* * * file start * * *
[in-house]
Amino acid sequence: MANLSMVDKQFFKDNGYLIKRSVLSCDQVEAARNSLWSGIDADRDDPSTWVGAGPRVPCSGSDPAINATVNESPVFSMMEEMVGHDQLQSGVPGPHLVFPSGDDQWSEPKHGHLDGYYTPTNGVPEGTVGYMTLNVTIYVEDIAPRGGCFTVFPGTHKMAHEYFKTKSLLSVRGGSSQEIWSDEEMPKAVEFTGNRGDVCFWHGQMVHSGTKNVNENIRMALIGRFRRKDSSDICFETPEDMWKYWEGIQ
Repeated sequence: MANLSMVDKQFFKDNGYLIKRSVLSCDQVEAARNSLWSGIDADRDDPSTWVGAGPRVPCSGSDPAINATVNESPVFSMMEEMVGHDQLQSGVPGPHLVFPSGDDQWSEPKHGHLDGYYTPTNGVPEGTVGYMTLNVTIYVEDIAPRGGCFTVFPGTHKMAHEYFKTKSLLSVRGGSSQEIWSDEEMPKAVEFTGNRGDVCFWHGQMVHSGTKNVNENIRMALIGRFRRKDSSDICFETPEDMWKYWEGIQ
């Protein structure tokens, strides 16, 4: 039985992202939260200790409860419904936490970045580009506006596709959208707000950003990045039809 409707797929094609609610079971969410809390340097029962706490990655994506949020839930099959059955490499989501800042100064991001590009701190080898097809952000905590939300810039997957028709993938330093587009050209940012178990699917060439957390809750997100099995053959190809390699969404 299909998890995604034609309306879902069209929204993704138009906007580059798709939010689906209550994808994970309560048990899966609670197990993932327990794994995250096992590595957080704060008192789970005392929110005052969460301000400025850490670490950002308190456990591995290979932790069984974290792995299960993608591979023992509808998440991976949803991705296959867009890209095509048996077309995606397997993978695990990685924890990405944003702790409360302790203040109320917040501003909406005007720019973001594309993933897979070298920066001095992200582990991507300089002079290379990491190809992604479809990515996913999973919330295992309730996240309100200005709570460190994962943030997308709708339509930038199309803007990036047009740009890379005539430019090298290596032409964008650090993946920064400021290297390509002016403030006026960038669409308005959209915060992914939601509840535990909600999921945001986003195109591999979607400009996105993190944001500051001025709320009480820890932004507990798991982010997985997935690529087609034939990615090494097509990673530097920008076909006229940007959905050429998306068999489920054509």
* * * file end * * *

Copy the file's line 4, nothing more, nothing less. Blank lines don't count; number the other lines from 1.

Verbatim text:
């Protein structure tokens, strides 16, 4: 039985992202939260200790409860419904936490970045580009506006596709959208707000950003990045039809 409707797929094609609610079971969410809390340097029962706490990655994506949020839930099959059955490499989501800042100064991001590009701190080898097809952000905590939300810039997957028709993938330093587009050209940012178990699917060439957390809750997100099995053959190809390699969404 299909998890995604034609309306879902069209929204993704138009906007580059798709939010689906209550994808994970309560048990899966609670197990993932327990794994995250096992590595957080704060008192789970005392929110005052969460301000400025850490670490950002308190456990591995290979932790069984974290792995299960993608591979023992509808998440991976949803991705296959867009890209095509048996077309995606397997993978695990990685924890990405944003702790409360302790203040109320917040501003909406005007720019973001594309993933897979070298920066001095992200582990991507300089002079290379990491190809992604479809990515996913999973919330295992309730996240309100200005709570460190994962943030997308709708339509930038199309803007990036047009740009890379005539430019090298290596032409964008650090993946920064400021290297390509002016403030006026960038669409308005959209915060992914939601509840535990909600999921945001986003195109591999979607400009996105993190944001500051001025709320009480820890932004507990798991982010997985997935690529087609034939990615090494097509990673530097920008076909006229940007959905050429998306068999489920054509």